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Rock, Paper, ShotgUnity, Part Five

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In this fifth part of my diary chronicling the process and progress of the RPS game I’m making – using the newly-free Unity game-construction suite – I get philosophical as I discuss some of the issues I think Unity throws up, and look at how that might influence my aims for Build 03 and beyond…

Before I get into ShotgUnity, here’s one for a dull Wednesday: Are bugs boring?

If you’re only interested in things until you’ve got a basic handle on them, if you’re less concerned with the details of things than the ideas, should you try to make games? It’s a pretty common trait I think – letting your mind froth with potential is easy, dragging it down to practical matters is hard, but as a solo developer or small team practical matters are 99% of what you’ll be doing when you actually get down to realising that froth. So does it have to work before it can be interesting? It’s been said of me that I like things to be broken, awkward and difficult – most of the games I like tend to be – but is that just the worthwhile price for interesting ideas? Obviously it doesn’t have to be, because there are innumerable examples of fascinating games, flawlessly formed, and that’s the clear and right goal. But what about all the interesting stuff that doesn’t work? We’d be a poorer platform without that, right? So is the opposite true? Would we be richer with more bugs?


The reason I’m traipsing over this fairly well trodden ground is that Unity feels like it has the potential to really lower the drawbridge of Castle Development, letting any old chap who wants in, in. Chaps like me. Now that the indie license is free I can see Unity becoming to games something like YouTube is to broadcasting, or what the web was to print. This is very exciting. There’s this interesting idea in a William Gibson novel – or maybe one of his short stories, I forget – where a character reflects that generations of artists have been lost to the void, unknown because they lacked a medium, they weren’t great painters or writers or musicians, but they saw the world in a certain way. In the story a new technology lets anyone record their own experience of the world and broadcast it, revealing genuine novelty and talent in unlikely, untrained places. Ah, but where’s the skill though eh? The craft? I’m not sure I care. After a few weeks moving around in Unity-centered parts of the net I’ve come across scores of people demonstrating ideas with proto-games, sketches of ideas brought to life in webplayers because, really, it’s been simpler to show your mad scheme than try to explain. I LOVE this. Even on our own forums with the ShotgUnity project we’ve had people posting mini-levels to showcase the functions of a piece of code. It’s something you see all over the Unity forums and as the word spreads about Unity I can only see more popping up. Little spacial experiments that could only make sense as something you DO rather than watch.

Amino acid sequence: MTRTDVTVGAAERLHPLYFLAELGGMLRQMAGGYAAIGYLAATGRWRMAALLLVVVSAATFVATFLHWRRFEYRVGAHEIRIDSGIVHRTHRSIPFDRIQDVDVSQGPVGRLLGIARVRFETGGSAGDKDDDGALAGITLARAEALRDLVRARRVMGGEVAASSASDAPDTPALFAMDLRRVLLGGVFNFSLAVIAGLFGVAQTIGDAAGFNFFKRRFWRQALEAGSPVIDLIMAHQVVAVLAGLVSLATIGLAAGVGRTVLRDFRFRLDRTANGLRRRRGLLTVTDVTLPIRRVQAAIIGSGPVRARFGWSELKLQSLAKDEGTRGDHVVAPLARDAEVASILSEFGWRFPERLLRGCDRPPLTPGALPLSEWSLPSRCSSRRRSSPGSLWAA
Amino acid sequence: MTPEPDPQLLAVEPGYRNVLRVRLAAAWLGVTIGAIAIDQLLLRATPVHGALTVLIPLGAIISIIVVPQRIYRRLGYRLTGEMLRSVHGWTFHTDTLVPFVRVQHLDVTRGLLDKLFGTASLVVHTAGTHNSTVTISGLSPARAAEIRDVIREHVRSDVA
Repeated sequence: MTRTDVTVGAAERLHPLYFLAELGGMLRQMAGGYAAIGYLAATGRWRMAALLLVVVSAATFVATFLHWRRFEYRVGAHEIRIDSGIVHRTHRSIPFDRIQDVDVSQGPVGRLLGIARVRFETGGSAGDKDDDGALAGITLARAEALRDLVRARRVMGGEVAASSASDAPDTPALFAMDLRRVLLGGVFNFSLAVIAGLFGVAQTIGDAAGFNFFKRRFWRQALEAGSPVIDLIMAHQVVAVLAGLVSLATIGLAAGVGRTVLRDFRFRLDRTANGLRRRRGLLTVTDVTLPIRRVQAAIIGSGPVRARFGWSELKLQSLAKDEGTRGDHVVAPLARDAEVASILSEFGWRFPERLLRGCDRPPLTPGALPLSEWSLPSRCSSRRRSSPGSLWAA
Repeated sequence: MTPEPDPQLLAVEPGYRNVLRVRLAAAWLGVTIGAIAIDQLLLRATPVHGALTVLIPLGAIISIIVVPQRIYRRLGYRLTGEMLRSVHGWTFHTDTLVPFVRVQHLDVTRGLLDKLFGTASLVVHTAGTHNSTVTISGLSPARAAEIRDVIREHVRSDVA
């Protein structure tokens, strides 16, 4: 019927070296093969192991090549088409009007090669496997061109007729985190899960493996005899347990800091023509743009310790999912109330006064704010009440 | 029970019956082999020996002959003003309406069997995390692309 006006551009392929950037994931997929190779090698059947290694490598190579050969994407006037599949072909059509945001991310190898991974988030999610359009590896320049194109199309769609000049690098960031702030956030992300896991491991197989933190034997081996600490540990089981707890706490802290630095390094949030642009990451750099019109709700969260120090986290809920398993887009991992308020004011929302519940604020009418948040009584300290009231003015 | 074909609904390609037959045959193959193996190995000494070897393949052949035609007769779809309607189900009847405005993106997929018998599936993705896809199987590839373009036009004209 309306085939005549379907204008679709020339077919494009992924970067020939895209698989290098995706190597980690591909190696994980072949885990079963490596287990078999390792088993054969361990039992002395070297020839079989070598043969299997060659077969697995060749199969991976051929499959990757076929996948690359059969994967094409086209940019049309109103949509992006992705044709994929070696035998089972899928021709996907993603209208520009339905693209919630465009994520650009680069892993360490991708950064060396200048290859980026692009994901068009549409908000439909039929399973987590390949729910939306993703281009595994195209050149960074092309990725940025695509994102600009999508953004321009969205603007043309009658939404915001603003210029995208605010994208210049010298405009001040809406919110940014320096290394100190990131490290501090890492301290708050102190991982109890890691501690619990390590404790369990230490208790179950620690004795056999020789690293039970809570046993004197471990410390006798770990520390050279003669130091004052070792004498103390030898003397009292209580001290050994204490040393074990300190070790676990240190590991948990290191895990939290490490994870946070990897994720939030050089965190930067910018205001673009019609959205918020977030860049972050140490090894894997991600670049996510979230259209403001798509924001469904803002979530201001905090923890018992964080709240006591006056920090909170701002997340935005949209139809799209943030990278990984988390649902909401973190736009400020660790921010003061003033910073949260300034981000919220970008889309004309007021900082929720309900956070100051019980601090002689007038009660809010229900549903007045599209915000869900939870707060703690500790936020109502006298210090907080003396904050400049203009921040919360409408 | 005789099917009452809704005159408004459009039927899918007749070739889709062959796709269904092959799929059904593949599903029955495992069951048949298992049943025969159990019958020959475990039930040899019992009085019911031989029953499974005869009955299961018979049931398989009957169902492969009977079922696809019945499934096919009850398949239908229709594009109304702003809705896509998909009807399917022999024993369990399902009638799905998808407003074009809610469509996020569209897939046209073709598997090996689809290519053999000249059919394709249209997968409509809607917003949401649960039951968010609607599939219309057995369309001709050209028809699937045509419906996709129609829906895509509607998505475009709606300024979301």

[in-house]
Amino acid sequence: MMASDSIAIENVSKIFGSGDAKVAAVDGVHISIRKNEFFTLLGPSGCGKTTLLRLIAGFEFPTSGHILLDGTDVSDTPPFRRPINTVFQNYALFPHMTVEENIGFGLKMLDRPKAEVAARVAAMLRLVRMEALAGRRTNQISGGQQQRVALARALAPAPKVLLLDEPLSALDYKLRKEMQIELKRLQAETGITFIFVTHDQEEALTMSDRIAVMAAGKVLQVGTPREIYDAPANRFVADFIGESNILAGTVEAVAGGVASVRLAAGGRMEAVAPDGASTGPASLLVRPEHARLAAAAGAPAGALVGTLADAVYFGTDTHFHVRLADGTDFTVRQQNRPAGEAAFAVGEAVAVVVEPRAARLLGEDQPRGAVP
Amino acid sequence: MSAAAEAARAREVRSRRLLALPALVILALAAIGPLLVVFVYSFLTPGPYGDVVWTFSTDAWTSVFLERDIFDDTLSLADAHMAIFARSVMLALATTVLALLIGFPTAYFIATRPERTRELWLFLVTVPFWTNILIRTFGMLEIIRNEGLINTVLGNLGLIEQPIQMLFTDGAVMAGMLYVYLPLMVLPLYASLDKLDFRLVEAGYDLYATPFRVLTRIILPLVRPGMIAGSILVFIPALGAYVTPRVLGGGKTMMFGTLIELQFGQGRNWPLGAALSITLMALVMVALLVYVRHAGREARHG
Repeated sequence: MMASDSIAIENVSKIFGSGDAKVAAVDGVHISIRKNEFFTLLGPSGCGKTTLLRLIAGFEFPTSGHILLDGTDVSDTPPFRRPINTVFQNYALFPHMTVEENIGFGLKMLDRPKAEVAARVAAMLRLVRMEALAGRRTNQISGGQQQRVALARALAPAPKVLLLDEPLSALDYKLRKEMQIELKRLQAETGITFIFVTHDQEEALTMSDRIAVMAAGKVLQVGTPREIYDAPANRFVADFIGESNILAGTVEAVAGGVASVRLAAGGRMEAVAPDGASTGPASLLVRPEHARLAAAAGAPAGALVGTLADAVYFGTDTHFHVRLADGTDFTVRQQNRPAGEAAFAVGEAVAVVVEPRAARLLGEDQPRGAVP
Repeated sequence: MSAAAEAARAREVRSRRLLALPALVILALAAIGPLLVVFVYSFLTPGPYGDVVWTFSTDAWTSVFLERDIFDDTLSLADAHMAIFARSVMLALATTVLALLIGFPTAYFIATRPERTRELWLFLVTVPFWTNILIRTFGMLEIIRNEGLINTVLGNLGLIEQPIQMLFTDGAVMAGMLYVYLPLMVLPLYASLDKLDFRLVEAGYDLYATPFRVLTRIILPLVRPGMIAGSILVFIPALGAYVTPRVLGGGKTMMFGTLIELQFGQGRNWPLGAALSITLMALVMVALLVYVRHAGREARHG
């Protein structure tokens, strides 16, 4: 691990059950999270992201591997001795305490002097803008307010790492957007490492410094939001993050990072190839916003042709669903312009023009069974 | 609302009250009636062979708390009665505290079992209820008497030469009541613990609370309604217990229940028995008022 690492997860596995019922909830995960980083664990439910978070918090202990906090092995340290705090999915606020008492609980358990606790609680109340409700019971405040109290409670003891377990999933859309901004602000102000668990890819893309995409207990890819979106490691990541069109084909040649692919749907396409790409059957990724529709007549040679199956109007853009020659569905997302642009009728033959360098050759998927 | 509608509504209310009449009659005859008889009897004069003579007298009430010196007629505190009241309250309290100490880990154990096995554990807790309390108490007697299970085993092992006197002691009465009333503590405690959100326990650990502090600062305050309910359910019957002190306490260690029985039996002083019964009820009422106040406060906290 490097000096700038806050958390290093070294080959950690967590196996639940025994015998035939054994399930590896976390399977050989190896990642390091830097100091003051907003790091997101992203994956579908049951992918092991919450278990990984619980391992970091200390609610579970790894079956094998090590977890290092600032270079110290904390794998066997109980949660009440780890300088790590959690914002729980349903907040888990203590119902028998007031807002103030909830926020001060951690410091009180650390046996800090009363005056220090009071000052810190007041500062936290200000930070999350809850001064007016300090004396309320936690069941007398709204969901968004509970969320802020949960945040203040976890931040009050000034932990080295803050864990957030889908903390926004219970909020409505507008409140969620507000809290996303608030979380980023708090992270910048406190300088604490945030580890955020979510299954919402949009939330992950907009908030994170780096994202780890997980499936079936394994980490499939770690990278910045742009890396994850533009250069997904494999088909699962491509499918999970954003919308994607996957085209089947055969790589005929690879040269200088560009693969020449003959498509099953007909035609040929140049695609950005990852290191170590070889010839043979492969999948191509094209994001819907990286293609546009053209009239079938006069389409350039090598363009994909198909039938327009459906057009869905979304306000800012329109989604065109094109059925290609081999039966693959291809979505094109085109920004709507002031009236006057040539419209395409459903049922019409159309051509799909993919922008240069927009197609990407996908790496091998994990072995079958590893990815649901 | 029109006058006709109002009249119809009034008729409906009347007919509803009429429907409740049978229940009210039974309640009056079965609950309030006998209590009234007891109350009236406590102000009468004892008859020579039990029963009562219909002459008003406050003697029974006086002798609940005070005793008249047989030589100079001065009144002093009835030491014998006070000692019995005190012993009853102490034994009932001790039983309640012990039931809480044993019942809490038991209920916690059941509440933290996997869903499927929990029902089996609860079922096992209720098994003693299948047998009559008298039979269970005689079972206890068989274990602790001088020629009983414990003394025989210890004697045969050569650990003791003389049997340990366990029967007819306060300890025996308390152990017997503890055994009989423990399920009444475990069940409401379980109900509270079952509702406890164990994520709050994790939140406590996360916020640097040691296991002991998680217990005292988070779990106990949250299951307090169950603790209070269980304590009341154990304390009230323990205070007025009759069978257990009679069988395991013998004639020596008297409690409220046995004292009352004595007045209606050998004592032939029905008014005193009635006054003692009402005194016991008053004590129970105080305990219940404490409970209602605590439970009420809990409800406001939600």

There are obviously barriers to this – the ability to code, or model, or animate makes things different from YouTube where we all share, at least in part, a visual language – but as I’ve been pointing out in this series there are an awful lot of assets available for Unity that can just be taken, usually for free, and published. The Unity forums are littered with people offering up code that’ll do what you need it to, or can provide it given some parameters, or at the very least set you along the road to working it out for yourself. If you’re inclined to, third party art Packages for Unity from places like Frogames or Gearworx mean you can buy your way out of problems like a lack of dedicated artists, and Unity have a forum dedicated to bartering and trading for services – code for art, art for sound, anything for money…

So does all this mean we’re about to see an explosion of amateur development? I hope so, do you? (We’ll certainly see an explosion of interesting bugs – Jim)

Anyway, with that in mind and at the risk of destroying all I’ve said about the goodness of this new democracy, back to ShotgUnity and that poser about bugs.

I’m facing a pretty crucial decision when it comes to the progress of the game. At this point, do I stop trying to put in new stuff (for now) and just fix the bugs? Is it better to fix what we have before expanding it? Don’t get me wrong, I actually enjoy the bug hunt – it’s a big kick when you nail a fix – but what would be more interesting for you, reader, to see in Saturday’s Build 03? Hopefully a bit of both, but I’m very interested in a quick RPS poll: What’s more important to you, and more importantly why?

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James Carey

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